This morning, in Paris, gunmen attacked the offices of French satirical magazine Charlie Hebdo, killing at least 12 people (10 journalists and 2 policemen) and injuring others. The shooting appears to be the work of Islamist terrorists—Charlie Hebdo has been subject of attacks in the past for its irreverent depictions of the Prophet Muhammed and other Muslim icons.
The attack comes amid rising ethnic and religious tensions across Europe, in particular between the supporters of upstart far-right political parties and immigrant communities, especially Muslim ones. Some groups are sure to use the shooting to further stoke anti-immigrant and anti-Islamic feelings.
Marine Le Pen, leader of France’s National Front, was quick to condemn the attack in a press conference to France’s freedom, and freedom of speech, blaming ”the hypocrisy” of those who don’t label the attack, as she does, ”un attentat terrorist commit au nom de l’Islamism radical” (“a terrorist attack perpetrated in the name of Islamic terrorism”).
While being careful in distinguishing “notre compatriots Musulmans attachés à notre nation et à ses valeurs et ceux qui croient pouvoir tuer au nom de l’Islam” (“our Muslim compatriots attached to our values, and those who think they can kill in the name of Islam”), she calls for strong action “face à cette guerre que lui est déclaré“ (“against the war that has been declared”).
In Italy, Matteo Salvini, leader of the Northern League, and rising star of the country’s rightwing scene, called for anti-Islamic action following the attack in Paris, without the nuance of his French counterpart:
(“If the MASSACRE of Paris is confirmed to be of ISLAMIC origin, it’s at this point clear that we have our ENEMY at home. #stopinvasion #now!”)
Salvini, whose party has gained support by shifting its former position calling for a split from Italy’s poorer south to one more explicitly against foreign immigration, continued:
(“We need to verify who, how and why finances MOSQUES. Who doesn’t respect Life and Freedom deserves nothing.”)
German anti-Islamic group PEGIDA (Patriotic Europeans Against the Islamization of the West), which has organized a series of marches in recent weeks—the latest drawing some 18,000 participants in Dresden earlier this week—wrote on its Facebook page:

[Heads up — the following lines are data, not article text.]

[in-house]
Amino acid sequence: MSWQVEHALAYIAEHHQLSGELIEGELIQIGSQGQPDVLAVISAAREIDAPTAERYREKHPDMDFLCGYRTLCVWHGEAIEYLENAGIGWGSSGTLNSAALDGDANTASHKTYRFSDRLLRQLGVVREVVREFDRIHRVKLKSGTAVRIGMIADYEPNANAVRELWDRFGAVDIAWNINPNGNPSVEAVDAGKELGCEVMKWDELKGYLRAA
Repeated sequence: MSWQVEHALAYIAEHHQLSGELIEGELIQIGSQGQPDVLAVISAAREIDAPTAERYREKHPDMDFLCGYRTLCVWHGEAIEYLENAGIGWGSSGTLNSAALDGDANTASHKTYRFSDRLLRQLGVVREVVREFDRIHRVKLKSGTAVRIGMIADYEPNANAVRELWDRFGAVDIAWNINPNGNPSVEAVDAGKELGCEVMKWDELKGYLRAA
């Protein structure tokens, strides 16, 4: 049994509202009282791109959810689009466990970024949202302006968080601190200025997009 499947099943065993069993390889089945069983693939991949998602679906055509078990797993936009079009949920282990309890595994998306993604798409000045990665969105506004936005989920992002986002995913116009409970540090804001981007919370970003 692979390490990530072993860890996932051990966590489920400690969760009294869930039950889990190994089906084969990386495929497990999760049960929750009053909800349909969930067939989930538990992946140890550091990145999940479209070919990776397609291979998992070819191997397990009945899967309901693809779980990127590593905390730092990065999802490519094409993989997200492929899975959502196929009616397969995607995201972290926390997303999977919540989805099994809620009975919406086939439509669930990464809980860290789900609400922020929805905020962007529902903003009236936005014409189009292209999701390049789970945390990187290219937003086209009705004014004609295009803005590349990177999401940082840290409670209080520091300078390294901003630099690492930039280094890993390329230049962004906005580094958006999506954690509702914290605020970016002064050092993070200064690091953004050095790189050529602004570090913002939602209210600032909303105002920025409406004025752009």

Die Islamisten, vor denen Pegida seit nunmehr 12 Wochen warnt, haben heute in Frankreich gezeigt, dass sie eben nicht demokratiefähig sind, sondern auf Gewalt und Tod als Lösung setzen!
(The Islamists, against whom Pegida has been warning for the past 12 weeks, have shown today in France that they are not capable of democracy, but see violence and death as a solution!)
Geert Wilders, leader of the Party for Freedom in the Netherlands, wrote “we are at war” on his blog. “The only way to defend our democratic values and fundamental freedoms is to start the de-Islamization of our societies.” In a tweet, he called out political and other opponents, asking ”Islam is toch vrede en liefde” (“Is Islam still peace and love”).
But while today’s tragedy may provide fodder for anti-Islamic and anti-immigration figures, there is also a visible, moderate opposition. The vigils in France and elsewhere today, mourning the victims, have not had political overtones.
Previously, counter-demonstrations against the anti-Islamic marches in Germany attracted thousands of followers; Cologne cathedral switched off its lights this week in protest, with the dean of the cathedral condemning “racists and the extreme right-wing” elements behind the marches.
What is for certain is that Europe’s fractious politics will be shaken further by today’s tragedy in Paris. In its annual look at the biggest geopolitical risks in the year ahead, consultancy Eurasia Group cited “the politics of Europe” as its top worry for 2015, thanks to “domestic dissent, squabbling among governments, and external threats.” One of the key external threats includes this prophetic, tragic observation about the risk of Islamist terrorism on the continent:
Terrorist threats from Islamist militants are much greater than in any region outside the Middle East, given the number of European citizens fighting in Iraq and Syria, and the size of Muslim communities inside these countries.